Now, Jakester wonders why I chose to temporarily fixate on IndyCar, well, it's right down the block from me, I spent twenty years of my life in the sport. It is the local economic engine, a billion dollar entity in a sea of rust belt obsolescence. If I had invented a particle beam weapons system, I would have taken it to DARPA, if I had patented a new OS I would have taken it to Silicon Valley. If I had devised a new quantum based processor algorithm, I would have taken it to Palo Alto, or Texas Instruments, or Seth Lloyd at MIT. But I invented a quantum based engine that doesn't burn fuel, so I took it to the IMS, the only business within thousands of miles that should supposedly desire to fund such a development. IMS to me was the Bell Labs of my generation,
    Fine, you picked Indy., a "billion dollar entity". If that's your choice, then stop trying to justify your engine by citing "93 billion dollar" markets.

    I suspect a 'quantum based engine that doesn't burn fuel' would likely be of interest to far more businesses than just IMS, even given a thousand mile limitation.
    Last time I checked, Detroit is less than 'thousands of miles' from your location...heck even Toyota North American headquarters are only about 900 miles away.

    BTW considering the Indy Colts produced about $373MM in revenue in 2017, I think the idea of IMS being a 'billion dollar entity' might be stretching a bit (maybe if one includes all of the families business revenue).

  11. #3701
    Registered User turbopanzer's Avatar
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    Quote Originally Posted by Jakester View Post
    .




    Fine, you picked Indy., a "billion dollar entity". If that's your choice, then stop trying to justify your engine by citing "93 billion dollar" markets.

    I suspect a 'quantum based engine that doesn't burn fuel' would likely be of interest to far more businesses than just IMS, even given a thousand mile limitation.
    Last time I checked, Detroit is less than 'thousands of miles' from your location...heck even Toyota North American headquarters are only about 900 miles away.

    BTW considering the Indy Colts produced about $373MM in revenue in 2017, I think the idea of IMS being a 'billion dollar entity' might be stretching a bit (maybe if one includes all of the families business revenue).
    And we agree on something. I think there are many transportation industries that would love to have this product. Automobile racing is an entertainment market. One should focus on something rather substantial than waste one's time on a trivial market such as "contrived parity lawn mower racing"!

  12. #3702
    Waiting for the next race KenK's Avatar
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    The current tax structure supports manufacturing overseas
    Then call your congressweasel.

    Think the automobile industry or the steel industry will be around in 30 to 50 years? Think again. The current trend is toward composite materials and renewable resources.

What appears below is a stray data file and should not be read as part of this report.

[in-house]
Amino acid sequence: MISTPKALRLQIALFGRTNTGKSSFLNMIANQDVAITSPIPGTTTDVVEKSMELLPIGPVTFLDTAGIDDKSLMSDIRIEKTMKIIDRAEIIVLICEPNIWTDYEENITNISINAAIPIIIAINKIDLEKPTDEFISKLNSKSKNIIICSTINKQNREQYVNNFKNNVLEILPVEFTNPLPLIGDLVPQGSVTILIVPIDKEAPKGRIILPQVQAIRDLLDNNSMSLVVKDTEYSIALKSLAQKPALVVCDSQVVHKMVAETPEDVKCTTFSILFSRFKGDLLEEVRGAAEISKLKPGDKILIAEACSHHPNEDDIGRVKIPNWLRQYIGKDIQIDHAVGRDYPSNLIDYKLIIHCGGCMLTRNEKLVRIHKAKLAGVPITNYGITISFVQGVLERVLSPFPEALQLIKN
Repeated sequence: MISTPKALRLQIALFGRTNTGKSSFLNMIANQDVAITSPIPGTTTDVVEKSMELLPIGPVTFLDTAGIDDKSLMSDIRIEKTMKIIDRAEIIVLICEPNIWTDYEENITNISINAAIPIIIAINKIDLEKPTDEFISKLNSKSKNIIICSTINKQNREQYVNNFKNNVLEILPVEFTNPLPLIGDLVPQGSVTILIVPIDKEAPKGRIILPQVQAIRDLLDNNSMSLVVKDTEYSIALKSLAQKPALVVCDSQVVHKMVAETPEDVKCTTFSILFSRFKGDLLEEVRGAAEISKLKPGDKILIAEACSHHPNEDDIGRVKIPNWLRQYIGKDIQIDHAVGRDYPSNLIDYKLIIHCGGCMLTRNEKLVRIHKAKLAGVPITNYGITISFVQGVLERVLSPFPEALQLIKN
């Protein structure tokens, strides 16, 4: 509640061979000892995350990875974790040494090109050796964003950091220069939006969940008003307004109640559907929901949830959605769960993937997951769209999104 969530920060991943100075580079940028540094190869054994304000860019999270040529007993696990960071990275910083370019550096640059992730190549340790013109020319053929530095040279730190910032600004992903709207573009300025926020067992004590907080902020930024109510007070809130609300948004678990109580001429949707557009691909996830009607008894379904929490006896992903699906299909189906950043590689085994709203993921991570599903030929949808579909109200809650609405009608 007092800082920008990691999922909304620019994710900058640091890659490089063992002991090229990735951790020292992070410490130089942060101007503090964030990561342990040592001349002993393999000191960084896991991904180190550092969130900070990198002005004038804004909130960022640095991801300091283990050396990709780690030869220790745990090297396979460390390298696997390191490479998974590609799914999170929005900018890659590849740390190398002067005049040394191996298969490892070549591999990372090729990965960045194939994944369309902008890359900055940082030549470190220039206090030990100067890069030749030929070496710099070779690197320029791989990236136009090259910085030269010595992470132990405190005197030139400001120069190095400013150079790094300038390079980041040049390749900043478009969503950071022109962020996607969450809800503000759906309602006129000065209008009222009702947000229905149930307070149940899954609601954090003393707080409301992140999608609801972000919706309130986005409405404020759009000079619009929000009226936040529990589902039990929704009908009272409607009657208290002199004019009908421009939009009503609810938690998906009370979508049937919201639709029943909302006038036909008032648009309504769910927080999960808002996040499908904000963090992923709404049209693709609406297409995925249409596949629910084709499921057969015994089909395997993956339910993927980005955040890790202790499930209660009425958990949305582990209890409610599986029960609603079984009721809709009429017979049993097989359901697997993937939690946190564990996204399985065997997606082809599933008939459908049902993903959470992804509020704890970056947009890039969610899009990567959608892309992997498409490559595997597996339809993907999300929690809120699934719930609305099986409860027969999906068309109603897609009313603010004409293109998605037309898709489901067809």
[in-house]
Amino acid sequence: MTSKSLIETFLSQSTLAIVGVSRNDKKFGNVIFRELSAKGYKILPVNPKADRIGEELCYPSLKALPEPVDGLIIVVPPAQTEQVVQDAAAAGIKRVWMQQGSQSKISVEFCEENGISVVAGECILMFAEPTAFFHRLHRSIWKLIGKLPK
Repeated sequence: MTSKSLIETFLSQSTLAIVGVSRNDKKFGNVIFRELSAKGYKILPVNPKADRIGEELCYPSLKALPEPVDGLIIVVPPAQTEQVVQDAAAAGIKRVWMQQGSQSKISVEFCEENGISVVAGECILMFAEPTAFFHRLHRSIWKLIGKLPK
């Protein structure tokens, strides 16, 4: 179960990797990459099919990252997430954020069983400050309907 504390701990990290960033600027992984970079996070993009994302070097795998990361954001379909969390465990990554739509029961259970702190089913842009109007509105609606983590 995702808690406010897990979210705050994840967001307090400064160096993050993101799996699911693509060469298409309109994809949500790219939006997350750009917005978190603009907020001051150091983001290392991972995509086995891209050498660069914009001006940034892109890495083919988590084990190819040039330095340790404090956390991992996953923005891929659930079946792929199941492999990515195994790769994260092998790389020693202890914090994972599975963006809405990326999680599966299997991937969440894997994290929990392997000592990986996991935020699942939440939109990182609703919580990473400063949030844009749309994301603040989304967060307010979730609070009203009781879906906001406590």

Are you suggesting we'll all be using mass/public transportation? Not practical for many people.

    How long will it be before we see composite material ships and railroad freight cars?

    Are all composite materials renewable or recyclable? Steel is certainly recyclable.
    "It is a besetting vice of democracies to substitute public opinion for law. This is the usual form in which masses of men exhibit their tyranny." - James Fenimore Cooper

    "One man with courage is a majority." - Thomas Jefferson

  13. #3703
    Registered User turbopanzer's Avatar
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    Quote Originally Posted by KenK View Post
    Then call your congressweasel.



    Are you suggesting we'll all be using mass/public transportation? Not practical for many people.

    How long will it be before we see composite material ships and railroad freight cars?

    Are all composite materials renewable or recyclable? Steel is certainly recyclable.
    Congressweasel? I love it !

    Mass transit...yes to big cities...no to small towns. But driverless vehicles..yes. Composite materials are on the way. Cost of production has dropped and as old equipment is replaced lighter and stronger products will take there place. Time frame..next 20 to 30 years. Even shipbulding is looking into it.

    https://www.compositesworld.com/colu...ll-fabrication

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    The engine would burn fuel. How do you think the salt gets hot. It would use a massive amount of energy for a full field of racecars.

  15. #3705
    Quote Originally Posted by doitagain View Post
    I don't doubt your claims (or should I say, your earnestness), I just don't understand what they are, and what you are asking for to realize them.

    My dad was a clever engineer, too, always working around the edges of fascinating innovations for practical application, but he never got beyond a few patents applied for.

    I myself knew that lasers and CAD would combine to revolutionize surveying, civil engineering and architecture thirty years before it happened, but even with a million dollars advance in 1989 am I confident I'd have beaten the players to the market with any positive return.
    In this case, I beat the current "players" to the patent office, by a decade or more. They are trying to internalize what I accomplished, at least they are reading the patents and papers, and coming to understand what a quantum based energy storage process entails. It's not impossible to understand, once you fully understand that the electron orbits you were most likely taught as an undergrad are simply not reality, they are the Classical approximation of reality, the reality is the quantum mechanical understanding of the electron, it's orbitals and energy levels, and it's wave particle duality.